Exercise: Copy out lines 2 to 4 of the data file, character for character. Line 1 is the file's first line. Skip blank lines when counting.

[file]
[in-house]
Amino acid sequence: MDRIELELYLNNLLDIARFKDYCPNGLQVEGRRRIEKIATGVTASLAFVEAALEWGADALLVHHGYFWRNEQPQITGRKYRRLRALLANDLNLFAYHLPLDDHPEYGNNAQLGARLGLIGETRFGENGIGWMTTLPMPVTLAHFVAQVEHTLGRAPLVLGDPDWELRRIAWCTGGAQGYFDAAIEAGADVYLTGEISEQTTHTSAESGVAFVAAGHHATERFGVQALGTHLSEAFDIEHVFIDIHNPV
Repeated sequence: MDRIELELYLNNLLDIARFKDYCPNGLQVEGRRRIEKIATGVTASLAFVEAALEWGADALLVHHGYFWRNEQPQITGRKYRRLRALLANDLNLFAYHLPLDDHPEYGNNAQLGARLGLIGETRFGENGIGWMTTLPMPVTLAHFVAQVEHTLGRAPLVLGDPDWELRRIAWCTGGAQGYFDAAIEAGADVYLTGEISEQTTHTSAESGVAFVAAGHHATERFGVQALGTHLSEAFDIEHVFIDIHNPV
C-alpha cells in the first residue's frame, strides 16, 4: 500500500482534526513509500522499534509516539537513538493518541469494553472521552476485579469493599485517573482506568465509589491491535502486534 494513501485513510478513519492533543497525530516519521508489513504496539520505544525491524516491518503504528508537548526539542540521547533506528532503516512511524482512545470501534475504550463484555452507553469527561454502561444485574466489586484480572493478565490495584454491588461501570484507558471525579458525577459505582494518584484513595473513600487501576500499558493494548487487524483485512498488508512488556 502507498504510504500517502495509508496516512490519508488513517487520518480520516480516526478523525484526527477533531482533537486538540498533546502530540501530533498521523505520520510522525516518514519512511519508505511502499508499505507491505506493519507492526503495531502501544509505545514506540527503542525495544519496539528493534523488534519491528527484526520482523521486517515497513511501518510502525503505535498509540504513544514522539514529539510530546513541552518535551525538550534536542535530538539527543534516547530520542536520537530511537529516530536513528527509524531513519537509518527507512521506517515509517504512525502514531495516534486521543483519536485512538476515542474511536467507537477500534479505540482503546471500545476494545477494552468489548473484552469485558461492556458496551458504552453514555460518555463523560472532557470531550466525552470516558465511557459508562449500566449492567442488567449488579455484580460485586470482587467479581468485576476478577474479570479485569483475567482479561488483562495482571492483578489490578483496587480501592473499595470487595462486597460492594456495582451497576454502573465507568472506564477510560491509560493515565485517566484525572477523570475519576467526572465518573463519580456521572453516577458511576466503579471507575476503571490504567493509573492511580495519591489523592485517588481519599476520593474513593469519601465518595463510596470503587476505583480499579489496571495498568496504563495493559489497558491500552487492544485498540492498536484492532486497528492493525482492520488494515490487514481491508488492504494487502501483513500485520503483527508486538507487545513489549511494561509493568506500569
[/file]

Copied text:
Amino acid sequence: MDRIELELYLNNLLDIARFKDYCPNGLQVEGRRRIEKIATGVTASLAFVEAALEWGADALLVHHGYFWRNEQPQITGRKYRRLRALLANDLNLFAYHLPLDDHPEYGNNAQLGARLGLIGETRFGENGIGWMTTLPMPVTLAHFVAQVEHTLGRAPLVLGDPDWELRRIAWCTGGAQGYFDAAIEAGADVYLTGEISEQTTHTSAESGVAFVAAGHHATERFGVQALGTHLSEAFDIEHVFIDIHNPV
Repeated sequence: MDRIELELYLNNLLDIARFKDYCPNGLQVEGRRRIEKIATGVTASLAFVEAALEWGADALLVHHGYFWRNEQPQITGRKYRRLRALLANDLNLFAYHLPLDDHPEYGNNAQLGARLGLIGETRFGENGIGWMTTLPMPVTLAHFVAQVEHTLGRAPLVLGDPDWELRRIAWCTGGAQGYFDAAIEAGADVYLTGEISEQTTHTSAESGVAFVAAGHHATERFGVQALGTHLSEAFDIEHVFIDIHNPV
C-alpha cells in the first residue's frame, strides 16, 4: 500500500482534526513509500522499534509516539537513538493518541469494553472521552476485579469493599485517573482506568465509589491491535502486534 494513501485513510478513519492533543497525530516519521508489513504496539520505544525491524516491518503504528508537548526539542540521547533506528532503516512511524482512545470501534475504550463484555452507553469527561454502561444485574466489586484480572493478565490495584454491588461501570484507558471525579458525577459505582494518584484513595473513600487501576500499558493494548487487524483485512498488508512488556 502507498504510504500517502495509508496516512490519508488513517487520518480520516480516526478523525484526527477533531482533537486538540498533546502530540501530533498521523505520520510522525516518514519512511519508505511502499508499505507491505506493519507492526503495531502501544509505545514506540527503542525495544519496539528493534523488534519491528527484526520482523521486517515497513511501518510502525503505535498509540504513544514522539514529539510530546513541552518535551525538550534536542535530538539527543534516547530520542536520537530511537529516530536513528527509524531513519537509518527507512521506517515509517504512525502514531495516534486521543483519536485512538476515542474511536467507537477500534479505540482503546471500545476494545477494552468489548473484552469485558461492556458496551458504552453514555460518555463523560472532557470531550466525552470516558465511557459508562449500566449492567442488567449488579455484580460485586470482587467479581468485576476478577474479570479485569483475567482479561488483562495482571492483578489490578483496587480501592473499595470487595462486597460492594456495582451497576454502573465507568472506564477510560491509560493515565485517566484525572477523570475519576467526572465518573463519580456521572453516577458511576466503579471507575476503571490504567493509573492511580495519591489523592485517588481519599476520593474513593469519601465518595463510596470503587476505583480499579489496571495498568496504563495493559489497558491500552487492544485498540492498536484492532486497528492493525482492520488494515490487514481491508488492504494487502501483513500485520503483527508486538507487545513489549511494561509493568506500569